A century and a half ago, on April 14, 1865, John Wilkes Booth assassinated President Abraham Lincoln, who spent his boyhood in Indiana.
Oddly, had another would-be assassin not lost his nerve that night, Lincoln might have been succeeded by another politician who spent his boyhood in the Hoosier state.
Schuyler Colfax was born in New York City in 1823. His grandfather served under Gen. George Washington in the American Revolution and became a general in the New Jersey militia. Colfax’s father died of tuberculosis five months before his son was born.
In 1836, Colfax moved with his mother and stepfather to New Carlisle, Indiana, in St. Joseph County west of South Bend.
As a young man, he contributed articles on Indiana politics to the New York Tribune and was befriended by its editor, Horace Greeley. At 19, he became the editor of the pro-Whig South Bend Free Press. In 1845, he purchased the newspaper and changed the name to St. Joseph Valley Register.
Colfax was a delegate to the Indiana Constitutional Convention of 1849 and again in 1850. That same year, he ran for Congress but was defeated by his Democratic opponent. He ran again in 1854 and was elected. He would remain in the U.S. House until March 4, 1869, when he took the oath as vice president under President Ulysses Grant.
When the Whig Party collapsed, Colfax joined the new Republican Party. After the party gained a majority in the House in 1858, he was elected a committee chairman. He was elected speaker in 1862.
At 9 a.m. April 14, 1865, Colfax was Lincoln’s first visitor at the White House. The president told the speaker his ideas as to what the future policy should be toward the Southern states. Colfax expressed a concern that Lincoln would proceed with reconstruction without legislative branch consultation.
That evening, while the president and first lady watched “Our American Cousin” at Ford’s Theatre, Booth shot Lincoln and fled the theater. Lincoln died the next day.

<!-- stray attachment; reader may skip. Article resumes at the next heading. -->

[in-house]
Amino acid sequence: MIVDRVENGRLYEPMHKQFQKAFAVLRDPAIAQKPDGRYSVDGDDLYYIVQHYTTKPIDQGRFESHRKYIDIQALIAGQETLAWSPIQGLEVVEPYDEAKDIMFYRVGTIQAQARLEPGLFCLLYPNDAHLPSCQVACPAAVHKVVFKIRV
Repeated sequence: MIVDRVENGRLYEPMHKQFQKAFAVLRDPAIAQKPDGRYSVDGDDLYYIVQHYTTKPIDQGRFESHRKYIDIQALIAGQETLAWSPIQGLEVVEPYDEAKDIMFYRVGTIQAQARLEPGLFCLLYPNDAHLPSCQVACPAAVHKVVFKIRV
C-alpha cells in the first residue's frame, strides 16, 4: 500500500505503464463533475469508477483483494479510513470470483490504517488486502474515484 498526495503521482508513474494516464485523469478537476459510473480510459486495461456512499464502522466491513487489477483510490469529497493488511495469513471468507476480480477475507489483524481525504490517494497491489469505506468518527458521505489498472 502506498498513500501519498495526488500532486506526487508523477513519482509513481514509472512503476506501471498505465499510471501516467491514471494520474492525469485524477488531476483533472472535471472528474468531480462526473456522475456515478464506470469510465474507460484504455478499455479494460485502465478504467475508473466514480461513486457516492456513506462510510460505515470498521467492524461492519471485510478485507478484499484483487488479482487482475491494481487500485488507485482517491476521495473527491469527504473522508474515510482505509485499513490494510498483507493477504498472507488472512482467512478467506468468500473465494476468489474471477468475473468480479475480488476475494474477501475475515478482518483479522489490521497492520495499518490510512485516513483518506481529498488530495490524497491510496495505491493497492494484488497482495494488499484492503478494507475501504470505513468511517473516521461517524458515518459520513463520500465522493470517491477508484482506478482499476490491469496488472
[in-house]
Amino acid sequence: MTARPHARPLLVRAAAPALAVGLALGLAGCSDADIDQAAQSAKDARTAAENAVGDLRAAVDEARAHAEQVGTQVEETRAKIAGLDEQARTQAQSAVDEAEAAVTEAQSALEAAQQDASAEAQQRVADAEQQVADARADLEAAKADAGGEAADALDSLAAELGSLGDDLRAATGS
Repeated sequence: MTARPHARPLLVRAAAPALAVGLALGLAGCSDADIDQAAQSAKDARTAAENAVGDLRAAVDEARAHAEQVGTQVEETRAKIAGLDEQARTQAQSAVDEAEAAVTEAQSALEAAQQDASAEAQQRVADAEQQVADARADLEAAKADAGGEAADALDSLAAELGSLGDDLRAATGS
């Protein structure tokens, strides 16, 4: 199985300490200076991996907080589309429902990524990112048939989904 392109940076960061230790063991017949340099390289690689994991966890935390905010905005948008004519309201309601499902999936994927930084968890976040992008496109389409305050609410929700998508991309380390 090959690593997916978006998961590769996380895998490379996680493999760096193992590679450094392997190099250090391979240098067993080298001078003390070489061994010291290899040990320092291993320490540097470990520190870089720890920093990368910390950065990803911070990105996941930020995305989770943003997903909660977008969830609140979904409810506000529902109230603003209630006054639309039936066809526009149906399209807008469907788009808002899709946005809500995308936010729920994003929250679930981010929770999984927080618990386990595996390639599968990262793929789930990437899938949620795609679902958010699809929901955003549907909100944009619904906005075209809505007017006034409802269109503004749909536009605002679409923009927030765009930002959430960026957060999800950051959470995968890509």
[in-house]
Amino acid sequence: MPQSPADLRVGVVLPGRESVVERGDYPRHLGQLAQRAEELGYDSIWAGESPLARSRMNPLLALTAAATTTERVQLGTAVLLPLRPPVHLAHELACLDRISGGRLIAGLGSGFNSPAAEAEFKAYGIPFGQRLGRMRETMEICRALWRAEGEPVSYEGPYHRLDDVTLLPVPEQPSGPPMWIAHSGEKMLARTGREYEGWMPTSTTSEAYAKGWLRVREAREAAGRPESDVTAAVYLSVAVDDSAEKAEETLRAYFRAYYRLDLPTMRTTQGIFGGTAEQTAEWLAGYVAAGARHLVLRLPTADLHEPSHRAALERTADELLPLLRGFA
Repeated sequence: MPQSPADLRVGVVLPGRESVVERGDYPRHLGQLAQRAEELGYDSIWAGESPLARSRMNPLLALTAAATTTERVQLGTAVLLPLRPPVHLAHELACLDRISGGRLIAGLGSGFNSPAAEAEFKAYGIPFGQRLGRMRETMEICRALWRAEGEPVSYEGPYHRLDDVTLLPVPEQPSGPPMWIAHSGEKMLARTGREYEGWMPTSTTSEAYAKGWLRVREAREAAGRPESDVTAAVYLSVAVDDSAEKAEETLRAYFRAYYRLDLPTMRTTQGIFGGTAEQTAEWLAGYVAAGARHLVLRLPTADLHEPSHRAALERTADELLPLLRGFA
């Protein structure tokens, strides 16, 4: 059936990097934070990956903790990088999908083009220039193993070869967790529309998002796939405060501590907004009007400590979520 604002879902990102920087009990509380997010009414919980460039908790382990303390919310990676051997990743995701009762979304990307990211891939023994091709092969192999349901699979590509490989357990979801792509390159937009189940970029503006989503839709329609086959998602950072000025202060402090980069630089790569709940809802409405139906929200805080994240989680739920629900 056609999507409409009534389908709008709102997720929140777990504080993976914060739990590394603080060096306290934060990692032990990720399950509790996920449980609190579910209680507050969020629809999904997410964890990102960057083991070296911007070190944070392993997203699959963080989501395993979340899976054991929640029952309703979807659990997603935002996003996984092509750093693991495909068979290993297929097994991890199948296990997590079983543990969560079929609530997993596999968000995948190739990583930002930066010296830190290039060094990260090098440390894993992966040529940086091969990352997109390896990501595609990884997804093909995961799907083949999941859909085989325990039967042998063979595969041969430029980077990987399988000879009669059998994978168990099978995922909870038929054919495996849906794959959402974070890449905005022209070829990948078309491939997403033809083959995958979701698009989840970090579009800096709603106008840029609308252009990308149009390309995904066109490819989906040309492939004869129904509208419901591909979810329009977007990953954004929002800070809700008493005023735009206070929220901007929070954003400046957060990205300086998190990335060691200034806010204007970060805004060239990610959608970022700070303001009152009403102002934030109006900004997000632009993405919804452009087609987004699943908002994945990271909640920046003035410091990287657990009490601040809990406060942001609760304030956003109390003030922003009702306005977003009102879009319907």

Meanwhile, other members of the conspiracy were to execute their parts of the plot. Lewis Powell forced his way into the home of Secretary of State William Seward. He fired a gun at Seward, hit him on the head with his weapon and then savagely stabbed him.
Seward was gravely injured, and for several hours people thought he was dead.
Another, conspirator, George Atzerodt, was assigned to kill Vice President Andrew Johnson. But he got cold feet and never tried to assassinate the first man in line to become president.
The conspirators were plotting to destabilize the government by killing the president and two of those in line to succeed him. But their knowledge of civics failed them.
Seward wouldn’t have succeeded to the presidency if Lincoln and Johnson both died. According to the Presidential Succession Act of 1792, the Senate president pro tempore (at the time Lafayette Foster of Connecticut) was next in line after the vice president to succeed to the presidency, followed by the speaker of the House.
So had Atzerodt not abandoned his plan and had the conspirators understood the federal government better, Hoosier Schuyler Colfax might have become president.
As it was, though, Colfax was elected vice president during Grant’s first term. Until Bill Clinton and Al Gore took office, Grant and Colfax represented the youngest president-vice president tandem in history.
Colfax died in Mankato, Minnesota, on Jan. 13, 1885, at age 61.